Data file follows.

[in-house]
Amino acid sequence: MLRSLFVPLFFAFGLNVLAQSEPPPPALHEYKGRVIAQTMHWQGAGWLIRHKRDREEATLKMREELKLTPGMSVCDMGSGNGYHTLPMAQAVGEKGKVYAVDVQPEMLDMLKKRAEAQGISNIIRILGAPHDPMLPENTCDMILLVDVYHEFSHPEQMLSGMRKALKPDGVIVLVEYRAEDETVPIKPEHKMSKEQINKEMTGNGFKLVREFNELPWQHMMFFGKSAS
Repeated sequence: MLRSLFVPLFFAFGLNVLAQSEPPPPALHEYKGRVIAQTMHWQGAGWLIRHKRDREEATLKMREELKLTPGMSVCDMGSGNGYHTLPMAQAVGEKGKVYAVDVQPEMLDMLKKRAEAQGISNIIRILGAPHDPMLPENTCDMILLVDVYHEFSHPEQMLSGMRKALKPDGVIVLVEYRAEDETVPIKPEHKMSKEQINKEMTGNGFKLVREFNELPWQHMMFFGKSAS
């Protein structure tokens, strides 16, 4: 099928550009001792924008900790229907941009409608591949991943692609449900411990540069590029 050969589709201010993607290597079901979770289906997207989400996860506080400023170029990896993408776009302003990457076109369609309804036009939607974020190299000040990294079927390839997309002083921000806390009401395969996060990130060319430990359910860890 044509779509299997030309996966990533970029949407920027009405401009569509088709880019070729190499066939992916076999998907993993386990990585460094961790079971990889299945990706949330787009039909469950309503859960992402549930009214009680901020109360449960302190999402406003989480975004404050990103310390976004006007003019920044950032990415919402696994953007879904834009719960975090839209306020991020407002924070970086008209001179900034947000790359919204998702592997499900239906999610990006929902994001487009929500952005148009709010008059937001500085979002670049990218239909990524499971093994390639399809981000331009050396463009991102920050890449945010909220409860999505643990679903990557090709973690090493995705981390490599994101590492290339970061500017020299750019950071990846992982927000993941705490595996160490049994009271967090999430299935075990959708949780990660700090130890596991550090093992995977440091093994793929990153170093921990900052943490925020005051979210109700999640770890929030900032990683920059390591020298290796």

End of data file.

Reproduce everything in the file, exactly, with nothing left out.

[in-house]
Amino acid sequence: MLRSLFVPLFFAFGLNVLAQSEPPPPALHEYKGRVIAQTMHWQGAGWLIRHKRDREEATLKMREELKLTPGMSVCDMGSGNGYHTLPMAQAVGEKGKVYAVDVQPEMLDMLKKRAEAQGISNIIRILGAPHDPMLPENTCDMILLVDVYHEFSHPEQMLSGMRKALKPDGVIVLVEYRAEDETVPIKPEHKMSKEQINKEMTGNGFKLVREFNELPWQHMMFFGKSAS
Repeated sequence: MLRSLFVPLFFAFGLNVLAQSEPPPPALHEYKGRVIAQTMHWQGAGWLIRHKRDREEATLKMREELKLTPGMSVCDMGSGNGYHTLPMAQAVGEKGKVYAVDVQPEMLDMLKKRAEAQGISNIIRILGAPHDPMLPENTCDMILLVDVYHEFSHPEQMLSGMRKALKPDGVIVLVEYRAEDETVPIKPEHKMSKEQINKEMTGNGFKLVREFNELPWQHMMFFGKSAS
């Protein structure tokens, strides 16, 4: 099928550009001792924008900790229907941009409608591949991943692609449900411990540069590029 050969589709201010993607290597079901979770289906997207989400996860506080400023170029990896993408776009302003990457076109369609309804036009939607974020190299000040990294079927390839997309002083921000806390009401395969996060990130060319430990359910860890 044509779509299997030309996966990533970029949407920027009405401009569509088709880019070729190499066939992916076999998907993993386990990585460094961790079971990889299945990706949330787009039909469950309503859960992402549930009214009680901020109360449960302190999402406003989480975004404050990103310390976004006007003019920044950032990415919402696994953007879904834009719960975090839209306020991020407002924070970086008209001179900034947000790359919204998702592997499900239906999610990006929902994001487009929500952005148009709010008059937001500085979002670049990218239909990524499971093994390639399809981000331009050396463009991102920050890449945010909220409860999505643990679903990557090709973690090493995705981390490599994101590492290339970061500017020299750019950071990846992982927000993941705490595996160490049994009271967090999430299935075990959708949780990660700090130890596991550090093992995977440091093994793929990153170093921990900052943490925020005051979210109700999640770890929030900032990683920059390591020298290796």